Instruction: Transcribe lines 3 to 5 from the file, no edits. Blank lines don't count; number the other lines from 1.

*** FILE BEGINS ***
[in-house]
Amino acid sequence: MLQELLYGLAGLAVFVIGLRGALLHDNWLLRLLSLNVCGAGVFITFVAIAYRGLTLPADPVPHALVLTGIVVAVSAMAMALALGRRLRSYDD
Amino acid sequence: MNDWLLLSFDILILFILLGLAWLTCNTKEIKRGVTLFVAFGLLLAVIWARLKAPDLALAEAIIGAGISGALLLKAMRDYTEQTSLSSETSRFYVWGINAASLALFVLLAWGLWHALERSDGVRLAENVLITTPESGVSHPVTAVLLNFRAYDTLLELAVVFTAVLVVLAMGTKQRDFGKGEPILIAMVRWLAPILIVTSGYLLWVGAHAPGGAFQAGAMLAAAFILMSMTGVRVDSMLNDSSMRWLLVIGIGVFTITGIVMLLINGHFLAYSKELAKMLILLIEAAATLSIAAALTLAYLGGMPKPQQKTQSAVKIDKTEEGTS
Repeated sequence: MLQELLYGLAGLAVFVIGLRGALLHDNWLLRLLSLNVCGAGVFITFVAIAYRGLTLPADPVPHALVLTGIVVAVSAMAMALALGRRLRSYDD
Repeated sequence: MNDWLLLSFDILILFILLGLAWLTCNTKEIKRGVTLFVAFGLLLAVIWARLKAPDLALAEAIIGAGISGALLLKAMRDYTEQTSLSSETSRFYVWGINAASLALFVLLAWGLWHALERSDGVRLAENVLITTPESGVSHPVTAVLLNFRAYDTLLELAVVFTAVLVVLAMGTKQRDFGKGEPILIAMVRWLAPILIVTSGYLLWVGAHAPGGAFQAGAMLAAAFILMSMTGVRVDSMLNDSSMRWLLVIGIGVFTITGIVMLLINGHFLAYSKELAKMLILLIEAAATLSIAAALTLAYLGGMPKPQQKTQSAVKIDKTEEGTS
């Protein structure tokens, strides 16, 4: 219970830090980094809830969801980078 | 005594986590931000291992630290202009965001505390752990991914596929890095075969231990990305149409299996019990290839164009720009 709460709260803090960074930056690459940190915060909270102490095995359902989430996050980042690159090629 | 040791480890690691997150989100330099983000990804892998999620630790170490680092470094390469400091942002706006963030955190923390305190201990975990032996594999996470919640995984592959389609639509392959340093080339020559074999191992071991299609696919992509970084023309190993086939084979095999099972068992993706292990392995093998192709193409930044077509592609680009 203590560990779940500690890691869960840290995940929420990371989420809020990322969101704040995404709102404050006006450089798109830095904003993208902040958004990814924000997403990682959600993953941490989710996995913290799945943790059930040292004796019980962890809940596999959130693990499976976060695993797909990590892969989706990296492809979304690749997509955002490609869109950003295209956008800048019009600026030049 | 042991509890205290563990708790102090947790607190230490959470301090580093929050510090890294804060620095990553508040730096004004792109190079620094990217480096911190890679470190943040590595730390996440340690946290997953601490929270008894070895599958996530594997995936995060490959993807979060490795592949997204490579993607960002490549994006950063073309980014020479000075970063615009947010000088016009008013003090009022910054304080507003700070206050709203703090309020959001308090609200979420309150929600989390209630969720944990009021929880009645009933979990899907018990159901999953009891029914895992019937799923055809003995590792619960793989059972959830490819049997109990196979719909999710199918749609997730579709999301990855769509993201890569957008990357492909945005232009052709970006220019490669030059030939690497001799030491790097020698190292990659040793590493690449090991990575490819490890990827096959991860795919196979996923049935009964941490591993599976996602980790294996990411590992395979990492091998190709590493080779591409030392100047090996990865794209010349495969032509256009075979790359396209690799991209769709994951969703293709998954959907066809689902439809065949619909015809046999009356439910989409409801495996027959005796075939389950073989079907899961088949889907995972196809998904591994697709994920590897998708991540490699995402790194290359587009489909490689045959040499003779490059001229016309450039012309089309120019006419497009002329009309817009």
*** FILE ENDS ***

Amino acid sequence: MNDWLLLSFDILILFILLGLAWLTCNTKEIKRGVTLFVAFGLLLAVIWARLKAPDLALAEAIIGAGISGALLLKAMRDYTEQTSLSSETSRFYVWGINAASLALFVLLAWGLWHALERSDGVRLAENVLITTPESGVSHPVTAVLLNFRAYDTLLELAVVFTAVLVVLAMGTKQRDFGKGEPILIAMVRWLAPILIVTSGYLLWVGAHAPGGAFQAGAMLAAAFILMSMTGVRVDSMLNDSSMRWLLVIGIGVFTITGIVMLLINGHFLAYSKELAKMLILLIEAAATLSIAAALTLAYLGGMPKPQQKTQSAVKIDKTEEGTS
Repeated sequence: MLQELLYGLAGLAVFVIGLRGALLHDNWLLRLLSLNVCGAGVFITFVAIAYRGLTLPADPVPHALVLTGIVVAVSAMAMALALGRRLRSYDD
Repeated sequence: MNDWLLLSFDILILFILLGLAWLTCNTKEIKRGVTLFVAFGLLLAVIWARLKAPDLALAEAIIGAGISGALLLKAMRDYTEQTSLSSETSRFYVWGINAASLALFVLLAWGLWHALERSDGVRLAENVLITTPESGVSHPVTAVLLNFRAYDTLLELAVVFTAVLVVLAMGTKQRDFGKGEPILIAMVRWLAPILIVTSGYLLWVGAHAPGGAFQAGAMLAAAFILMSMTGVRVDSMLNDSSMRWLLVIGIGVFTITGIVMLLINGHFLAYSKELAKMLILLIEAAATLSIAAALTLAYLGGMPKPQQKTQSAVKIDKTEEGTS